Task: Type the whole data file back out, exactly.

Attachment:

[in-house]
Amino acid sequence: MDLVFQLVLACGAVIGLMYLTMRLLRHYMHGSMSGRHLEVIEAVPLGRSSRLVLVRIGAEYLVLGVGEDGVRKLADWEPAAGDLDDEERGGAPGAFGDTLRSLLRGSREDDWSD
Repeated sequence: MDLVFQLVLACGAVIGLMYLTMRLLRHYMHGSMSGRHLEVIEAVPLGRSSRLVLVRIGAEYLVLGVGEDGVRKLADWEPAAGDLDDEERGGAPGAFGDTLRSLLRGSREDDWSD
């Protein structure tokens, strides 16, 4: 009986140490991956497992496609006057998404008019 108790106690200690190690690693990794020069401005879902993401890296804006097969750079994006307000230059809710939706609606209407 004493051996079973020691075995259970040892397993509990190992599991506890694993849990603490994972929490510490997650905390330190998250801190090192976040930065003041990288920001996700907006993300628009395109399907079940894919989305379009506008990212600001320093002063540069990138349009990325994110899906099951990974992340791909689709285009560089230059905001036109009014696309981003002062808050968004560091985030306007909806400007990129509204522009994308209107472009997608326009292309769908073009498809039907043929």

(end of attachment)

[in-house]
Amino acid sequence: MDLVFQLVLACGAVIGLMYLTMRLLRHYMHGSMSGRHLEVIEAVPLGRSSRLVLVRIGAEYLVLGVGEDGVRKLADWEPAAGDLDDEERGGAPGAFGDTLRSLLRGSREDDWSD
Repeated sequence: MDLVFQLVLACGAVIGLMYLTMRLLRHYMHGSMSGRHLEVIEAVPLGRSSRLVLVRIGAEYLVLGVGEDGVRKLADWEPAAGDLDDEERGGAPGAFGDTLRSLLRGSREDDWSD
């Protein structure tokens, strides 16, 4: 009986140490991956497992496609006057998404008019 108790106690200690190690690693990794020069401005879902993401890296804006097969750079994006307000230059809710939706609606209407 004493051996079973020691075995259970040892397993509990190992599991506890694993849990603490994972929490510490997650905390330190998250801190090192976040930065003041990288920001996700907006993300628009395109399907079940894919989305379009506008990212600001320093002063540069990138349009990325994110899906099951990974992340791909689709285009560089230059905001036109009014696309981003002062808050968004560091985030306007909806400007990129509204522009994308209107472009997608326009292309769908073009498809039907043929």